Telephone 213 21 92 40 83
Facsimile 213 21 92 40 93
Email algal@unhcr.org
Time Zone GMT + 0
Working Hours
Monday:8:30 - 17:00
Tuesday:8:30 - 17:00
Wednesday:8:30 - 17:00
Thursday:8:30 - 17:00
Friday:
Saturday:
Sunday:8:30 - 17:00
Public Holidays 01 January 2015, New year
04 January 2015, El Mawlid Ennabaoui
05 July 2015, Independence Day
19 July 2015, Eid Al-Fitr
20 July 2015, Eid Al-Fitr
23 September 2015, Eid Al-Adha
24 September 2015, Eid Al-Adha
25 October 2015, Achoura
01 November 2015, Revolution day
24 December 2015, Christmas Day
The UNHCR Sub-Office in Tindouf
Style of Address The UNHCR Head of Sub-Office at Tindouf
Street Address 89 - 90 Rue Moussani, Tindouf, Algeria
Mailing Address P.O. Box 323, Tindouf, Algeria
Telephone 213 49 92 3555
Facsimile 213 49 924229
Email algti@unhcr.org
Time Zone GMT + 1
Working Hours
Monday:8:00 - 17:00
Tuesday:8:00 - 17:00
Wednesday:8:00 - 17:00
Thursday:8:00 - 17:00
Friday:
Saturday:
Sunday:8:00 - 17:00
Public Holidays 01 January 2015, New year
04 January 2015, El Mawlid Ennabaoui
05 July 2015, Independence Day
19 July 2015, Eid Al-Fitr
20 July 2015, Eid Al-Fitr
23 September 2015, Eid Al-Adha
24 September 2015, Eid Al-Adha
25 October 2015, Achoura
01 November 2015, Revolution day
24 December 2015, Christmas Day
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Statistical Snapshot*
* As at December 2014
  1. Country or territory of asylum or residence.
  2. Persons recognized as refugees under the 1951 UN Convention/1967 Protocol, the 1969 OAU Convention, in accordance with the UNHCR Statute, persons granted a complementary form of protection and those granted temporary protection. It also includes persons in a refugee-like situation for whom refugee status has, for practical or other reasons, not been ascertained. In the absence of Government figures, UNHCR has estimated the refugee population in many industrialized countries based on 10 years of individual asylum-seeker recognition.
  3. Persons whose applications for asylum or refugee status are pending at the end of 2014 at any stage in the asylum procedure.
  4. Refugees who have returned to their place of origin during 2014. Source: country of origin and asylum.
  5. Persons who are displaced within their country and to whom UNHCR extends protection and assistance. It also includes people in IDP-like situations. This category is descriptive in nature and includes groups of persons who are inside their country of nationality or habitual residence and who face protection risks similar to those of IDPs but who, for practical or other reasons, could not be reported as such.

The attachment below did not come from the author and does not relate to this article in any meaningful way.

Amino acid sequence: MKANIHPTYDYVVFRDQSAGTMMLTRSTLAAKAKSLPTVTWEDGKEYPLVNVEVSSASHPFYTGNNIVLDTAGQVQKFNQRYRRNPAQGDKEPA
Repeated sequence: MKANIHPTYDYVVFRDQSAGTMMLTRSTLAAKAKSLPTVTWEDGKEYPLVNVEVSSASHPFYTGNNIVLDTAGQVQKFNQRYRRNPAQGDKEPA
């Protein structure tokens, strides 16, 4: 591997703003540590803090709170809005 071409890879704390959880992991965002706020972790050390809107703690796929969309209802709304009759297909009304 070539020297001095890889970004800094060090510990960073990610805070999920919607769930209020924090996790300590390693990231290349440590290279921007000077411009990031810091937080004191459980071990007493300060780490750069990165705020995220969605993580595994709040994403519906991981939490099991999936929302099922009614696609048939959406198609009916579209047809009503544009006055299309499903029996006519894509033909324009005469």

6. IDPs protected/assisted by UNHCR who have returned to their place of origin during 2014.
  7. Refers to persons who are not considered as nationals by any State under the operation of its law. This category refers to persons who fall under the agency's statelessness mandate because they are stateless according to this international definition, but data from some countries may also include persons with undetermined nationality.
  8. Refers to individuals who do not necessarily fall directly into any of the other groups but to whom UNHCR may extend its protection and/or assistance services. These activities might be based on humanitarian or other special grounds.
The data are generally provided by Governments, based on their own definitions and methods of data collection.
A dash (-) indicates that the value is zero, not available or not applicable.

Source: UNHCR/Governments.
Compiled by: UNHCR, FICSS.
Residing in Algeria [1]
Refugees [2]
More info 94,128
According to the Government of Algeria, there are an estimated 165,000 Sahrawi refugees in the Tindouf camps.
Asylum Seekers [3] 4,874
Returned Refugees [4] 3
Internally Displaced Persons (IDPs) [5] 0
Returned IDPs [6] 0
Stateless Persons [7] 0
Various [8] 0
Total Population of Concern 99,005
Originating from Algeria [1]
Refugees [2] 3,523
Asylum Seekers [3] 5,143
Returned Refugees [4] 3
Internally Displaced Persons (IDPs) [5] 0
Returned IDPs [6] 0
Various [8] 12
Total Population of Concern 8,681
Government Contributions to UNHCR
Contributions since 2000
YearUSD
2014
More info 100,000
As at 15 January 2015
2013 100,000
2012 100,000
2011
More info 100,000
Total contribution in USD: 100,000 [rank: 43]
Unrestricted contribution (USD): 100,000 [rank: 31]
Donor ranking per GDP: 41
Donor ranking per capita: 43
2010
More info 100,000
Total contribution in USD: 100,000 (rank: 40)
Unrestricted contribution (USD): 100,000 (rank: 29)
Donor ranking per GDP: 42
Donor ranking per capita: 48
2009
More info 100,000
Total contribution in USD: 100,000 (rank: 41)
Unrestricted contribution (USD): 100,000 (rank: 29)
Donor ranking per GDP: 44
Donor ranking per capita: 48
2008 60,000
2007 60,000
2006 60,000
2005 60,000
2004 50,000
2003 50,000
2002 50,000
2001 50,000
2000 50,000

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Western Sahara Family Visits

Emotions are running high in the Sahara desert as families split for nearly three decades by conflict over sovereignty of the Western Sahara Territory are being briefly reunited by a UNHCR family visit scheme.

Living in five windswept and isolated camps around Tindouf in south-western Algeria for the last 28 years, the refugees have been almost totally cut off from their relatives in the Territory. So when the UN refugee agency launched its five-day family visit scheme in March this year, there were tears of joy as well as apprehension at the prospect of reunion.

The visit scheme is proving extremely popular, with more than 800 people already having visited their relatives and another 18,000 signed up to go. In addition to the family visit scheme, the UN refugee agency has opened telephone centres in some of the camps, creating another channel through which long-lost family members can make contact.

Photos taken in June 2004.

Western Sahara Family Visits

Portugal: Sahrawi Cultural GatheringPlay video

Portugal: Sahrawi Cultural Gathering

People from Sahrawi refugee camps in Algeria and from Western Sahara Territory meet for a cultural seminar in the Azores Islands as part of a confidence building measures programme.